Wound care is an important part in dealing with diabetes. If you have diabetes and a foot wound or would like more information about wound care for diabetics, consult with Dr. Jeff Brooks from Oceanside Foot & Ankle Center. Our doctor will assess your condition and provide you with quality foot and ankle treatment.

What Is Wound Care?

Wound care is the practice of taking proper care of a wound. This can range from the smallest to the largest of wounds. While everyone can benefit from proper wound care, it is much more important for diabetics. Diabetics often suffer from poor blood circulation which causes wounds to heal much slower than they would in a non-diabetic. 

What Is the Importance of Wound Care?

While it may not seem apparent with small ulcers on the foot, for diabetics, any size ulcer can become infected. Diabetics often also suffer from neuropathy, or nerve loss. This means they might not even feel when they have an ulcer on their foot. If the wound becomes severely infected, amputation may be necessary. Therefore, it is of the upmost importance to properly care for any and all foot wounds.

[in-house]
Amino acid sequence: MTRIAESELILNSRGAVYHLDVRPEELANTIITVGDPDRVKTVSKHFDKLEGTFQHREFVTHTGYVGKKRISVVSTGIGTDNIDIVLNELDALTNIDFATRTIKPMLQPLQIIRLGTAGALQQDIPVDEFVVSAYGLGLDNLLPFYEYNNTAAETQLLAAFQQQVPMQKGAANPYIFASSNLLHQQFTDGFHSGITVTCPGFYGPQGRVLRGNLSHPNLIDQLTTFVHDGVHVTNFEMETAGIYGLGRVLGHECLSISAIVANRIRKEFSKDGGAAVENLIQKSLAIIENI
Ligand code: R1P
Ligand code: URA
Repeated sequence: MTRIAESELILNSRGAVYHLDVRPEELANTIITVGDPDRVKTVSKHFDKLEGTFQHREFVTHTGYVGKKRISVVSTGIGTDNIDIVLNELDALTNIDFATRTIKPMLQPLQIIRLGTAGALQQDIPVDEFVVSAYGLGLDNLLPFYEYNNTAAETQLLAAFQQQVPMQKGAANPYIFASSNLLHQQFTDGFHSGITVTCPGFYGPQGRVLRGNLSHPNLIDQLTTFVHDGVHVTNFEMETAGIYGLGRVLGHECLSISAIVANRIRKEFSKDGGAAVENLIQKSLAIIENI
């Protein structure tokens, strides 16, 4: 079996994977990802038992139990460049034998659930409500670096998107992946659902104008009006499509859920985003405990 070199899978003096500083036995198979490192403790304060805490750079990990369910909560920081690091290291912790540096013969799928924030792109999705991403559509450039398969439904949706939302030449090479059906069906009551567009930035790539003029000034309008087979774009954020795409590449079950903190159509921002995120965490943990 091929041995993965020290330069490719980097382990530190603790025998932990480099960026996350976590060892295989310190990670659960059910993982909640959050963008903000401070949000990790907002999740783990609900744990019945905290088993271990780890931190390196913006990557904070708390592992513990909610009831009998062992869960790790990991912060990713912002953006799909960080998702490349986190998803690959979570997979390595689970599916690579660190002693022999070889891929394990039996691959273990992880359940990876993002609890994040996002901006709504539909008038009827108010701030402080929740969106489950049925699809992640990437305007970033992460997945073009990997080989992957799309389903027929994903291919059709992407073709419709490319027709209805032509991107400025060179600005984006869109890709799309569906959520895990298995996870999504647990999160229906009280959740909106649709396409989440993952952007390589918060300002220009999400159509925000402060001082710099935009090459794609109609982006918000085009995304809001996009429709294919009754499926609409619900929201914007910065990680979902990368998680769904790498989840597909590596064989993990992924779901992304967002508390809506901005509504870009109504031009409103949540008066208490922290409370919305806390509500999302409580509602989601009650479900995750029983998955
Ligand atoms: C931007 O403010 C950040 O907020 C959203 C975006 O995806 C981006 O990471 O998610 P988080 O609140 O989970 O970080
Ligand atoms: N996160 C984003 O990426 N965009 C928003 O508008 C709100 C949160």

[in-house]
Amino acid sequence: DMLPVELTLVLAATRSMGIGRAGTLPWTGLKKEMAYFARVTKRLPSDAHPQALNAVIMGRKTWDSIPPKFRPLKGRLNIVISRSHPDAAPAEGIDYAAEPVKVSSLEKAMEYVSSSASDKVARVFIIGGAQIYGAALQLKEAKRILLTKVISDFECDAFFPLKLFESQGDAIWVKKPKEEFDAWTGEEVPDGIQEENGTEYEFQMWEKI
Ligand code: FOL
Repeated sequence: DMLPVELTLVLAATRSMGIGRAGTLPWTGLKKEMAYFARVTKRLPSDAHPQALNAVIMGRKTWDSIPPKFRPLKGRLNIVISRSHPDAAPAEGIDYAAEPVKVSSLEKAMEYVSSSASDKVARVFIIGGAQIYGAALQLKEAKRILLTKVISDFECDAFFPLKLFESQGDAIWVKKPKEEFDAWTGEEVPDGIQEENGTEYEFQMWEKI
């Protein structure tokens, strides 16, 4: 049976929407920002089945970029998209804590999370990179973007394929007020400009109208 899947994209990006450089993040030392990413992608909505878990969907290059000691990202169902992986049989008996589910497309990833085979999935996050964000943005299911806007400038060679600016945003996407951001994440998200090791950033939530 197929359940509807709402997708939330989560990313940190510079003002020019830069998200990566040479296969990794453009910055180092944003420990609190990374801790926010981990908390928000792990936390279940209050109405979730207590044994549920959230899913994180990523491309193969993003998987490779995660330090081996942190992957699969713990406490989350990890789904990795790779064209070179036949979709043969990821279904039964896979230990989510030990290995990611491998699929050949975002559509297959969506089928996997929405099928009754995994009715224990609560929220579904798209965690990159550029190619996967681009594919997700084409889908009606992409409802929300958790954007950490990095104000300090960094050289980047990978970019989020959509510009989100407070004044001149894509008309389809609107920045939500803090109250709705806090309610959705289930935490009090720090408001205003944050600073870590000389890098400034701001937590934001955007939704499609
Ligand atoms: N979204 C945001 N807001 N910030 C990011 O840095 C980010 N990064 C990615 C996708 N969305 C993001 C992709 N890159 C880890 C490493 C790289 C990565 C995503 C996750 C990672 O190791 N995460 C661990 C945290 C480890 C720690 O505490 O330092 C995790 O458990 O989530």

How to Care for Wounds

The best way to care for foot wounds is to prevent them. For diabetics, this means daily inspections of the feet for any signs of abnormalities or ulcers. It is also recommended to see a podiatrist several times a year for a foot inspection. If you do have an ulcer, run the wound under water to clear dirt from the wound; then apply antibiotic ointment to the wound and cover with a bandage. Bandages should be changed daily and keeping pressure off the wound is smart. It is advised to see a podiatrist, who can keep an eye on it.

If you have any questions, please feel free to contact our office located in Oceanside, CA . We offer the newest diagnostic and treatment technologies for all your foot care needs.

Read more about Wound Care

If left untreated, an ingrown toenail can lead to more serious concerns, such as an infection. Knowing proper nail care can help in the prevention of an ingrown toenail. Give us a call, and get treated!